MTW Newsstand: Freedom From Workplace Bullies Week edition

Hello dear readers, it’s Freedom From Workplace Bullies Week, an annual observance launched by the Workplace Bullying Institute. Among other things, I’d like to share some relevant articles with you:

Ellen Pinkos Cobb, “Global Workplace Bullying Developments Continue during Covid-19,” SAI Global (2020) (link here) — “In this blog, I review new laws around the world that prohibit bullying in the workplace, as well as an international standard that will address violence and harassment at work that becomes effective soon.”

Mickey Butts, “How Narcissistic Leaders Make Organizations Less Ethical,” Greater Good Magazine (2020) (link here) — “A new paper by Berkeley Haas School of Business professor Jennifer Chatman and her colleagues shows not only the profound impact narcissistic leaders have on their organizations, but also the long-lasting damage they inflict.”

Manuela Priesemuth, “Time’s Up for Toxic Workplaces,” Harvard Business Review (2020) (link here) — “While direct interactions with ‘bad bosses’ can be traumatic for employees, the problem often goes further than a single individual. Indeed, some of my own research has shown that abusive behavior, especially when displayed by leaders, can spread throughout the organization, creating entire climates of abuse.”

Brian Truitt, “New survey: Women in Hollywood are twice as likely as men to experience unchecked bullying at work,” USA Today (2020) (link here) — “A new survey from The Hollywood Commission confirms that abusive conduct is a pervasive problem in Hollywood made worse by the entertainment industry’s power imbalances – and the targets of the bullying are often young workers and assistants.”

Mike Krings, “KU law, journalism scholars sum up nonexistent state of workplace cyberbullying laws,” KU Today (2020) (link here) — “While technology has provided a way for many parts of life to carry on virtually, it has also provided space for negative elements of life such as cyberbullying to increase. Schools have made strides in combating the problem in recent years, but two University of Kansas scholars point out in a new book chapter that American law is woefully unprepared to handle workplace cyberbullying.”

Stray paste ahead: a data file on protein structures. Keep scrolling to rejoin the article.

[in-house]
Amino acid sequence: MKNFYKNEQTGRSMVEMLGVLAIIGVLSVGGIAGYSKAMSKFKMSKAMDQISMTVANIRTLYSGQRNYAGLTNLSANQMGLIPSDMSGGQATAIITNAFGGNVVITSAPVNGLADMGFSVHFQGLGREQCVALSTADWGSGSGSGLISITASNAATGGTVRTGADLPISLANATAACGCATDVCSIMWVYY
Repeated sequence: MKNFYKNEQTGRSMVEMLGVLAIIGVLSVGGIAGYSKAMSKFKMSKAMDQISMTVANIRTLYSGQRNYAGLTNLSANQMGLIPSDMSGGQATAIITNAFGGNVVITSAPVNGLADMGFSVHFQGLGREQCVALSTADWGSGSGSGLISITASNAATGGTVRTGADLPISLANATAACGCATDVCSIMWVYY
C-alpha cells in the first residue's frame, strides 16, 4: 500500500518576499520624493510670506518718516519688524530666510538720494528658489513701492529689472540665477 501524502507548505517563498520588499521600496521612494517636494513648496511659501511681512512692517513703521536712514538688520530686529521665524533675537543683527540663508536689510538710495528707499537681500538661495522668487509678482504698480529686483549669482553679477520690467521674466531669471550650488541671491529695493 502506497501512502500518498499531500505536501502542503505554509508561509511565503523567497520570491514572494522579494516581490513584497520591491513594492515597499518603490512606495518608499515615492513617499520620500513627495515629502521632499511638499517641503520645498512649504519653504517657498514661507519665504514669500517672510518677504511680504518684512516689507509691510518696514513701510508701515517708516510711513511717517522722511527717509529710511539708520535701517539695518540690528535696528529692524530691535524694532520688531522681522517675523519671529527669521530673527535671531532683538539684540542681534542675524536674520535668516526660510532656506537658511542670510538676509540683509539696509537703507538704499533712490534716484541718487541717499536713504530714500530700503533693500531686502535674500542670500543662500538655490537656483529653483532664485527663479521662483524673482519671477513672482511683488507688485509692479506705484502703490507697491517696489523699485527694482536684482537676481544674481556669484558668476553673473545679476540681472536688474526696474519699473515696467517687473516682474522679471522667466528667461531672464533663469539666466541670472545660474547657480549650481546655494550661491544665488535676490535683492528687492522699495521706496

Elizabeth Mulvahill, “When Teachers Bully One Another,” We Are Teachers (2020) (link here) — “Indeed, while there is news story after news story about student-on-student bullying, no one is talking about the problem of teacher-on-teacher bullying. But for teachers facing harassment from their colleagues every day, the proverbial struggle is real.”

US Attorney’s Office alleges that eBay cyberstalked and terrorized its critics

As many targets of workplace bullying can attest, some companies will engage in extraordinary, sustained measures to intimidate and retaliate against their critics. However, for many reasons, those stories usually do not become the stuff of major federal lawsuits and prominent news coverage. All too often, targets are left to their own devices to explain and verify harassing, even terrorizing behaviors that, at least on the surface, may seem implausible.

So perhaps it is useful to draw upon retaliatory campaigns in other contexts to understand just how extensive and sick those efforts can be. In fact, a story coming out of Massachusetts about how eBay employees allegedly cyberstalked and terrorized a local middle-aged couple who had blogged about eBay’s business practices illustrates the lengths to which a corporation will go to silence its critics. It is all now part of federal criminal charges brought by the U.S. Attorney’s Office. As Travis Anderson reports for the Boston Globe (link here):

It was a modest newsletter published by a suburban couple, hardly something that seemed likely to draw the ire of a Fortune 500 company. But eBay executives were growing weary of the bloggers’ pointed criticism, federal prosecutors said Monday, and they vowed reprisal.

“We’re going to crush this lady,” one eBay executive texted another in April 2019, according to a criminal complaint filed in federal court in Boston that alleged a bizarre intimidation campaign against a Natick couple by the online juggernaut.

Six former eBay employees are accused of harassing and cyberstalking the husband-and-wife team, sending a host of disturbing items that included fly larvae, live spiders, and a bloody pig mask to their home and traveling to Massachusetts to surveil the couple to make them stop publishing a newsletter critical of the online retailer, federal prosecutors said.